A funny characteristic of the second character, Zeus, is that he is the cook, but he is forever seasick from the rocking of the ship. So, the Polite Pirates have a sick chef. It isn’t nice, however, to point out his discoloration, other than asking him if feels alright.

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Captain Iron Knee

The final comrade of this trio is the captain of the Polite Pirates. This guy is quite hilarious. His large round cranium isn’t the only ridiculous thing that Captain Iron Knee lugs around. He literally has an iron knee. While of course this truly has to do with the contradiction of his being a pirate, while pushing politeness, I have yet to develop a good tale about how the captain acquired his iron knee. We are happy to witness his furtive irony displayed in many ways. He is both silly and wise; handsome and hideous; appreciative and dismissive; respectful and sometimes rude; while strong and swift, he is hindered by his heavy iron knee; and the list goes on, but ALWAYS and above all else, he is classy.

The piracy of this cast (and there are more) comes into realization when they steal nastiness from others. There is plenty out there, and so I am recruiting. In addition to the students in my room each year, I am interested in captaining a class of people from all walks of life, every gender, and all ages. I hope that you join me on the journey toward ever-increasing classiness. I do not profess to being the classiest. I have simply decided to make it “me mission” to champion classiness.

What do you think?

What would you characterize as the most important, number one rule for being classy? Do you agree or disagree with me; Why/How?

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Sources:

Dawkins, R. (2006). The Selfish Gene(30th Anniversary Edition). Oxford: Oxford University Press. 

Wilkinson, G. S. (1984). Reciprocal food sharing in the vampire bat. Nature,308, 181-184. doi:https://doi.org/10.1038/308181a0

The Message is Classier than the Mechanics

We kicked off our “Reading Super Bowl” the other day. The students were pumped to be competing against one another. The line to go to the busses at the end of the day was buzzing with how many footballs each was going to be bringing in the next day.screen shot 2019-01-03 at 11.07.14 pm

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This student may never have tackled this text had it not been for the competition.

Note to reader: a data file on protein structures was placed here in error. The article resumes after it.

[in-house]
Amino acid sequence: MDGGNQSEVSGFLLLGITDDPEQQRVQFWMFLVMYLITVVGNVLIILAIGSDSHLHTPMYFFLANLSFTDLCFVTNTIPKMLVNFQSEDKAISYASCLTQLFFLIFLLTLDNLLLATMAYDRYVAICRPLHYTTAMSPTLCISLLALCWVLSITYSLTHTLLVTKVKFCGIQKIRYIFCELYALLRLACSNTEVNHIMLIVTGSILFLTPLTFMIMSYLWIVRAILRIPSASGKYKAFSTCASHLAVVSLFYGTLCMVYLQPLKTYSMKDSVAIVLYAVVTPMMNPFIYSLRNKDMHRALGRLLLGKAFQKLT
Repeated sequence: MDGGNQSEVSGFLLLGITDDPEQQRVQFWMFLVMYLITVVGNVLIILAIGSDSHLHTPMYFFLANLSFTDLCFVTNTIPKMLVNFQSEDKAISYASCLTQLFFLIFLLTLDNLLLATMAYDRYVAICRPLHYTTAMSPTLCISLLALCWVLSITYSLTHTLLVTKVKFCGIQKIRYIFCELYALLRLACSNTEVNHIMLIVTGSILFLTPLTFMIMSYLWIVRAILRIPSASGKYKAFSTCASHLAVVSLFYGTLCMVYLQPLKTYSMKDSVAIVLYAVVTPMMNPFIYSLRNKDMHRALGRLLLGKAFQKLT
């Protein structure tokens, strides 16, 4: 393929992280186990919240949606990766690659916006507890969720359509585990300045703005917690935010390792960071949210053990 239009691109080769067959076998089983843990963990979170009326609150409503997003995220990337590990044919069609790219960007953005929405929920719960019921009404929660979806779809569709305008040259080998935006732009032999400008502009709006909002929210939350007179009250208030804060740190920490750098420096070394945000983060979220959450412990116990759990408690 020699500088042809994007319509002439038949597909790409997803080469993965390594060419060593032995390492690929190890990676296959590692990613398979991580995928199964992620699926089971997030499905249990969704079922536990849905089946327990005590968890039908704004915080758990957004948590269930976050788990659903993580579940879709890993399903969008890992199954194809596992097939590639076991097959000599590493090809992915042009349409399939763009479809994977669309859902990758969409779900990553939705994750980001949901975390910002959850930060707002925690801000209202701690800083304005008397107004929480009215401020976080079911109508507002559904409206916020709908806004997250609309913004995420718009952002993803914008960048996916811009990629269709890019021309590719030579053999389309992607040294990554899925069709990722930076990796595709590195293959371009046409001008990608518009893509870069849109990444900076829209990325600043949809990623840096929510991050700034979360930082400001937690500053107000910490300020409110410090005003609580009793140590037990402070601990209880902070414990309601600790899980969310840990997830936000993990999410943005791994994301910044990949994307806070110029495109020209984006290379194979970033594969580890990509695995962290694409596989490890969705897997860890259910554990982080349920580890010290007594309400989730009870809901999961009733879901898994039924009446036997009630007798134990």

Today was only day two of our contest, and students came to school baring both footballs and questions. I find it helpful to sit everyone down on the carpet and go over some extra ground rules: 1. It is okay to bring footballs in a day or two late. You won’t lose your minutes if you forget, or mom/dad was too busy. 2. Only take as many footballs as you truly imagine completing that evening. (Kids will take five sheets of paper=30 footballs=600 minutes or ten hours; probably not realistic in one night;) 3. Even though you are not inside the school building at recess, you can’t bring a book outside to read. Run around; that is what recess is for. While I appreciate the enthusiasm, the lunch/recess aids have enough to do without initialing a million footballs… 

While covering these and more rules and regulations, I began to back away from the parameters of the competition and focus my message on what the contest is actually meant to do: foster a love for reading and develop reading

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Students began bringing books with them everywhere they went.

habits. In the past the class was privy to the mantra “Everyone who reads wins”, but I hadn’t spelled out the underlying agenda of the “Reading Super Bowl”. This year I just flat out told students, “I would rather you only read 20 minutes a day, but wish that you had more time to read and love the time that you did spend reading, than bring four footballs (80 minutes of reading) in to class each day.”

I worded this concept a few different ways with multiple examples, and the students seemed to understand. After each student shared an exciting tale of how much he or she read the night before, I asked what was read and how much the student enjoyed it. It only took a few of these exchanges before students began discussing book series and future books that they wanted to read. Now we were getting somewhere! Rather than championing the paper footballs and minutes read, my students were looking forward to the actual reading.

In previous years, I have asked parents to send in pictures of their kids reading at home so I can include them in movies that summarize the whole competition. I might have parents contribute these earlier in the game, this year. In this way, we will focus on the plays rather than only the score.

Building Bridges–Classy Connections

Earlier this year a student from my room hurt the feelings of a peer by pointing out a physical characteristic that contrasted the child’s appearance with the other kids in the classroom. The rudeness was unintentional (Whitman, n.d.), but painful nonetheless. 

firstThe only reason that I knew about this interaction was the hurt child came over and told me about it. It almost seemed like she wasn’t sure if she should be upset or not. As she told me her story, others, overhearing the tale, chimed in with their two-cents. This additional commentary seemed to spin the story into a negative frenzy, so that I put an end to the retelling in order to address the class.